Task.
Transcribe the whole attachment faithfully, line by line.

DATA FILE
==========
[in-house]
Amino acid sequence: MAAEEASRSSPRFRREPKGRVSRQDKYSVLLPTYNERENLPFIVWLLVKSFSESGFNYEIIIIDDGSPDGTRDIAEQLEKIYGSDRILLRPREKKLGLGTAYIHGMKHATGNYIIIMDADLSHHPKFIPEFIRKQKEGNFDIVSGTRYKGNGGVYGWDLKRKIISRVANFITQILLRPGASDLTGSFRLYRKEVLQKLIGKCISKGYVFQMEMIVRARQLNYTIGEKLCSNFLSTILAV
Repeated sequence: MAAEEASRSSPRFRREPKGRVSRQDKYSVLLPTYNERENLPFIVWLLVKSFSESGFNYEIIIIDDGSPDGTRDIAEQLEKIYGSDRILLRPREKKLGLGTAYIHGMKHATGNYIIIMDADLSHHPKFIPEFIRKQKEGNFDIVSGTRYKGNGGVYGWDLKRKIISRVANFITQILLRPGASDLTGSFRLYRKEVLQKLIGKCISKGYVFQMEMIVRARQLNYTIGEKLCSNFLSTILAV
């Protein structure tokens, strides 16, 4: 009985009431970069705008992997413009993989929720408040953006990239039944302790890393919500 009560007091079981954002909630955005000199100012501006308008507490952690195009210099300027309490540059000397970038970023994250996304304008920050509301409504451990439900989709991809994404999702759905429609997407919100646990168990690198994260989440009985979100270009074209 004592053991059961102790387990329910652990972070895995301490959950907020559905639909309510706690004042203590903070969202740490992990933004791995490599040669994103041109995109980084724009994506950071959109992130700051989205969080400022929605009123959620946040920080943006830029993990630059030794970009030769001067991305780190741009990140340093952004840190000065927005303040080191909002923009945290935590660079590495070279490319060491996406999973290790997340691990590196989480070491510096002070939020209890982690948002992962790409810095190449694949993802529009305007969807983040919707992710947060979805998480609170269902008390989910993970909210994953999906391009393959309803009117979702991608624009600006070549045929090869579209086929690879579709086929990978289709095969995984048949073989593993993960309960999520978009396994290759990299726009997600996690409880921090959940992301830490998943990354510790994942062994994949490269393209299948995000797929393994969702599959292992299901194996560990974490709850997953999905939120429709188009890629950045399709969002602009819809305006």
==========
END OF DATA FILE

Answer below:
[in-house]
Amino acid sequence: MAAEEASRSSPRFRREPKGRVSRQDKYSVLLPTYNERENLPFIVWLLVKSFSESGFNYEIIIIDDGSPDGTRDIAEQLEKIYGSDRILLRPREKKLGLGTAYIHGMKHATGNYIIIMDADLSHHPKFIPEFIRKQKEGNFDIVSGTRYKGNGGVYGWDLKRKIISRVANFITQILLRPGASDLTGSFRLYRKEVLQKLIGKCISKGYVFQMEMIVRARQLNYTIGEKLCSNFLSTILAV
Repeated sequence: MAAEEASRSSPRFRREPKGRVSRQDKYSVLLPTYNERENLPFIVWLLVKSFSESGFNYEIIIIDDGSPDGTRDIAEQLEKIYGSDRILLRPREKKLGLGTAYIHGMKHATGNYIIIMDADLSHHPKFIPEFIRKQKEGNFDIVSGTRYKGNGGVYGWDLKRKIISRVANFITQILLRPGASDLTGSFRLYRKEVLQKLIGKCISKGYVFQMEMIVRARQLNYTIGEKLCSNFLSTILAV
């Protein structure tokens, strides 16, 4: 009985009431970069705008992997413009993989929720408040953006990239039944302790890393919500 009560007091079981954002909630955005000199100012501006308008507490952690195009210099300027309490540059000397970038970023994250996304304008920050509301409504451990439900989709991809994404999702759905429609997407919100646990168990690198994260989440009985979100270009074209 004592053991059961102790387990329910652990972070895995301490959950907020559905639909309510706690004042203590903070969202740490992990933004791995490599040669994103041109995109980084724009994506950071959109992130700051989205969080400022929605009123959620946040920080943006830029993990630059030794970009030769001067991305780190741009990140340093952004840190000065927005303040080191909002923009945290935590660079590495070279490319060491996406999973290790997340691990590196989480070491510096002070939020209890982690948002992962790409810095190449694949993802529009305007969807983040919707992710947060979805998480609170269902008390989910993970909210994953999906391009393959309803009117979702991608624009600006070549045929090869579209086929690879579709086929990978289709095969995984048949073989593993993960309960999520978009396994290759990299726009997600996690409880921090959940992301830490998943990354510790994942062994994949490269393209299948995000797929393994969702599959292992299901194996560990974490709850997953999905939120429709188009890629950045399709969002602009819809305006």